Fractals: A Very Short Introduction

Kenneth Falconer, Oxford University Press 2013
  1. The fractal concept
  2. Self-similarity
  3. Fractal dimension
  4. Julia sets and the Mandelbrot set
  5. Random walks and Brownian motion
  6. Fractals in the real world
  7. A little history
Notable people: Benoit Mandelbrot, Helge von Koch, Rene Descartes, Michael Henon, 

Fractal - fractus Latin for "broken,"  a curve or geometric figure, each part of which has the same statistical character as the whole. Fractals are useful in modelling structures (such as eroded coastlines or snowflakes) in which similar patterns recur at progressively smaller scales, and in describing partly random or chaotic phenomena such as crystal growth, fluid turbulence, and galaxy formation.
Self similarity - similar or exact copies of itself at different scales.
Recursive construction - performing a simple rule repeatedly.
Natural appearance - resembling something similar found in nature.
Fine structure - detail/full resolution at small scales.
Generator/Motif - of the curve, a rule like split line in 3 and join split point to form triangle at centre.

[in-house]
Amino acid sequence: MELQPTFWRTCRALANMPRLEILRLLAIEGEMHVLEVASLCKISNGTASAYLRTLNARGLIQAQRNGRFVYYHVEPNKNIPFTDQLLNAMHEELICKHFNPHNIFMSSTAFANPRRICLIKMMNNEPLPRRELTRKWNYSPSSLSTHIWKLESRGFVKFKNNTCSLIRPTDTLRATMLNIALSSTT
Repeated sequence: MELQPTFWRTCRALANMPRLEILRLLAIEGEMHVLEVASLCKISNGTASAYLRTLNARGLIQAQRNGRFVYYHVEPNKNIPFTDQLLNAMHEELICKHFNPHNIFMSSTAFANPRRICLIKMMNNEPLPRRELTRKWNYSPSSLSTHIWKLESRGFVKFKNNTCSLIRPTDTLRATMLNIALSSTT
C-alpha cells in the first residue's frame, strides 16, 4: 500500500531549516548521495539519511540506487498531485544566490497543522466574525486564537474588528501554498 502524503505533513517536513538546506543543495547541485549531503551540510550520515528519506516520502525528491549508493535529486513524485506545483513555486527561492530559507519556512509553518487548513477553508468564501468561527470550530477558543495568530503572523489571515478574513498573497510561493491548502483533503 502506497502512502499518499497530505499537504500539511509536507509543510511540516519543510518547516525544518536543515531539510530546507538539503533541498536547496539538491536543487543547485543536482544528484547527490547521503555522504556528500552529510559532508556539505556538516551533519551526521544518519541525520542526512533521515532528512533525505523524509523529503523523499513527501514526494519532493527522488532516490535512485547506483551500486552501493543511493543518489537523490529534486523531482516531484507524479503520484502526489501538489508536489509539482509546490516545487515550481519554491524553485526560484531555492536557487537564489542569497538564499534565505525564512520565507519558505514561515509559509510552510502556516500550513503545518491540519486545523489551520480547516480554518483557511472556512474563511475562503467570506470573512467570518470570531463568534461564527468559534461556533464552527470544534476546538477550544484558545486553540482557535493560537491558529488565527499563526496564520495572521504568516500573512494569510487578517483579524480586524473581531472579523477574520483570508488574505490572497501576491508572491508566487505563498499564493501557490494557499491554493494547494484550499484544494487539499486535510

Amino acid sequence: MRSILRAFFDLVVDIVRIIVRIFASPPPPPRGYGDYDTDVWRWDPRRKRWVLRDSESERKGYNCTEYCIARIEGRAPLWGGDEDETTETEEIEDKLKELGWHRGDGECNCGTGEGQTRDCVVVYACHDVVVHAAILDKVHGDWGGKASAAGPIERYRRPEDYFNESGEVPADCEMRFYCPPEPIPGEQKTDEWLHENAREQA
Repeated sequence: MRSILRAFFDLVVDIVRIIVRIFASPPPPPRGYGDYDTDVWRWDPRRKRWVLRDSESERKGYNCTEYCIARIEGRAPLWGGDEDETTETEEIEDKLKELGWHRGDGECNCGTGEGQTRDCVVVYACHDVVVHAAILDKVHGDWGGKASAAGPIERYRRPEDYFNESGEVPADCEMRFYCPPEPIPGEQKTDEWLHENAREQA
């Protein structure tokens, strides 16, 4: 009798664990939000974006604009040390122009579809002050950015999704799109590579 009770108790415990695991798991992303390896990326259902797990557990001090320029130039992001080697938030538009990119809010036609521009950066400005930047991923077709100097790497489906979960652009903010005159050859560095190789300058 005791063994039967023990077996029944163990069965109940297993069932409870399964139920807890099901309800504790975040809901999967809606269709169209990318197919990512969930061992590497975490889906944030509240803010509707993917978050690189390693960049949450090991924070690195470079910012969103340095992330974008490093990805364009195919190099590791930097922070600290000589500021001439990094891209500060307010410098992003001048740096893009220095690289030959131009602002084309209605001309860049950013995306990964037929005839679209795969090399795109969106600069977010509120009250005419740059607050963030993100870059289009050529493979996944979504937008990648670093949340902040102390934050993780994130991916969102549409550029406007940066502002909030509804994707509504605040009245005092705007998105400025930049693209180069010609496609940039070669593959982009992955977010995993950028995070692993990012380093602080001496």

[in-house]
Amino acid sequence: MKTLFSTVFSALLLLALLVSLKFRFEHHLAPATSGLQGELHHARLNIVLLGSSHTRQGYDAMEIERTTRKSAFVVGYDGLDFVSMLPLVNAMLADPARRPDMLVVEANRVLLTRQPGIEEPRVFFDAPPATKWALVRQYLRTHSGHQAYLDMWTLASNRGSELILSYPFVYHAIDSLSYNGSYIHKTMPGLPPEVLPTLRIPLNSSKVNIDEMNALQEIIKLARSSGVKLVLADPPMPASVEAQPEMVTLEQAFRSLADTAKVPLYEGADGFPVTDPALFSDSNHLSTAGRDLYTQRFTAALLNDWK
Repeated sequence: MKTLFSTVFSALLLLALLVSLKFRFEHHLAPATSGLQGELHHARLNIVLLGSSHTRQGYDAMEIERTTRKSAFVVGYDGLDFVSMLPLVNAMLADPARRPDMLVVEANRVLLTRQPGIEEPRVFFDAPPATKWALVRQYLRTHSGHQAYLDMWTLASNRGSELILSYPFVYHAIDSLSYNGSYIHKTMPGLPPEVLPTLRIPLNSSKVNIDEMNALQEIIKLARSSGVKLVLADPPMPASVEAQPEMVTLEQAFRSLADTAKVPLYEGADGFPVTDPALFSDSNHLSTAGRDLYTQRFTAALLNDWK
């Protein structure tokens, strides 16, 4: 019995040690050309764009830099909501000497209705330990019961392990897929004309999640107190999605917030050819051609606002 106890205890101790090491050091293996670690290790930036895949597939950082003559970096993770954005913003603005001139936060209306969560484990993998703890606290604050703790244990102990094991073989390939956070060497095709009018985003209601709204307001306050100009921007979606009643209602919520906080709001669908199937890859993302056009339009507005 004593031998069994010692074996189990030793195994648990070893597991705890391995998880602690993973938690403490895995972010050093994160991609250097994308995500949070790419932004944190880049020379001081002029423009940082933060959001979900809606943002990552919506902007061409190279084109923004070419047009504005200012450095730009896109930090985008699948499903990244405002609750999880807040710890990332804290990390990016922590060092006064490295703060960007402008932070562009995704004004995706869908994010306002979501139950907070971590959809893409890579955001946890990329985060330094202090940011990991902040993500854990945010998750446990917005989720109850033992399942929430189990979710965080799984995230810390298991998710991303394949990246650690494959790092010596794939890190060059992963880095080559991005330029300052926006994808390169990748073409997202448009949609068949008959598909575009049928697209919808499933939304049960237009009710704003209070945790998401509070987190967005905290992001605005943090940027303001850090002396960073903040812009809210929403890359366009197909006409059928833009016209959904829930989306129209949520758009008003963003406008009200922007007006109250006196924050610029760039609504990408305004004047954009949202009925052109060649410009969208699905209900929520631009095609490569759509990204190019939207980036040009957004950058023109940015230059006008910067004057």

Function - for each point on the plane, the function specifies another point.
Iteration - iterating/repeatedly applying the function is the tour/itinerary around the points/iterates on plane in sequence from the initial point.
Attractor - of the function, is a set of numerical values toward which a system tends to evolve(not so sure about this description.)
Strange attractor - fractal attractor in which the motion regardless of initial trajectory will conform to.

Highly irregular objects should be regarded as commonplace(see Personal Notes 1)
Fractal geometry provides a framework in which a simple process, with basic operations repeated, can give rise to highly irregular results.
To describe a fractal/object/shape/figure, we define a set of points on a plane.
Questions from classical geometry: description, measurement, geometrical properties.

Chapter 2 self similarity

Personal Notes:
  1. Is this the same as linear algebra's need for calculus, because the real world is not as perfect as these simple constructs. If so then, fractal math deserves to be as well understood as calculus, or perhaps they are of the same family but have yet to be conceptually merged. 
  2. What if we were to keep the same point or at least a straight line(angled) through the temporal depth(can associate scene tint with depth, because there has to be some kind of discrete system at work for patterns of zoom) of a fractal, is there a pattern or constant associated with that process of zoom. Then work towards complex lines and points mapped to areas of interest through the temporal zoom, and assign functions to them.
  3. von Koch curve is showing showing Fibonacci principles based on where you look on the x axis. It's interesting to see what happens when you map a Cartesian to polar coordinate system.